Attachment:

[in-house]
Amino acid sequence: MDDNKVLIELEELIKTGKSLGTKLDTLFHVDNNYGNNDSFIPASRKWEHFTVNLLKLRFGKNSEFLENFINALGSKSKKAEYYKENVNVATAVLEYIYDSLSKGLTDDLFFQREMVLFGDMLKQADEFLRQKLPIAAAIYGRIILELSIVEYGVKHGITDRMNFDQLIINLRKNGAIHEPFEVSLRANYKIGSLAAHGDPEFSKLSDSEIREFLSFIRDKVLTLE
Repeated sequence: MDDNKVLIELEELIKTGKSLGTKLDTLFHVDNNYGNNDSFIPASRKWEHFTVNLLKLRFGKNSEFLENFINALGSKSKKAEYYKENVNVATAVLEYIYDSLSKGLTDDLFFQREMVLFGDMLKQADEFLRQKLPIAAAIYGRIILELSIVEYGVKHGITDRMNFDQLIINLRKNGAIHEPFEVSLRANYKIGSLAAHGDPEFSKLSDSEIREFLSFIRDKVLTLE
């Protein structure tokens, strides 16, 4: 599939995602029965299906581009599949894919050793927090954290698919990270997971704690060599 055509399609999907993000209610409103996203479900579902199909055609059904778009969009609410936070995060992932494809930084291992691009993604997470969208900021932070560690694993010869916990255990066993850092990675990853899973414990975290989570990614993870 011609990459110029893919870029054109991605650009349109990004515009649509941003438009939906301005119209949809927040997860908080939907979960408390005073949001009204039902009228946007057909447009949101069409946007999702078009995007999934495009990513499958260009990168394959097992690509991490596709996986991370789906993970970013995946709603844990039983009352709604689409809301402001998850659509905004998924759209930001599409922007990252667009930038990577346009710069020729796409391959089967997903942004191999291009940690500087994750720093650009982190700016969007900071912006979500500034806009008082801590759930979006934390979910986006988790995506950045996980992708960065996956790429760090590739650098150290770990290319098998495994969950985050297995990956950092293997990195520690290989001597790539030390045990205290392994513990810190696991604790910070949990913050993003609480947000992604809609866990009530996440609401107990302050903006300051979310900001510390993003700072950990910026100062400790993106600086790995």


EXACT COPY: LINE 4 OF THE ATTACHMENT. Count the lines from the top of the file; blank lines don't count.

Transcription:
């Protein structure tokens, strides 16, 4: 599939995602029965299906581009599949894919050793927090954290698919990270997971704690060599 055509399609999907993000209610409103996203479900579902199909055609059904778009969009609410936070995060992932494809930084291992691009993604997470969208900021932070560690694993010869916990255990066993850092990675990853899973414990975290989570990614993870 011609990459110029893919870029054109991605650009349109990004515009649509941003438009939906301005119209949809927040997860908080939907979960408390005073949001009204039902009228946007057909447009949101069409946007999702078009995007999934495009990513499958260009990168394959097992690509991490596709996986991370789906993970970013995946709603844990039983009352709604689409809301402001998850659509905004998924759209930001599409922007990252667009930038990577346009710069020729796409391959089967997903942004191999291009940690500087994750720093650009982190700016969007900071912006979500500034806009008082801590759930979006934390979910986006988790995506950045996980992708960065996956790429760090590739650098150290770990290319098998495994969950985050297995990956950092293997990195520690290989001597790539030390045990205290392994513990810190696991604790910070949990913050993003609480947000992604809609866990009530996440609401107990302050903006300051979310900001510390993003700072950990910026100062400790993106600086790995």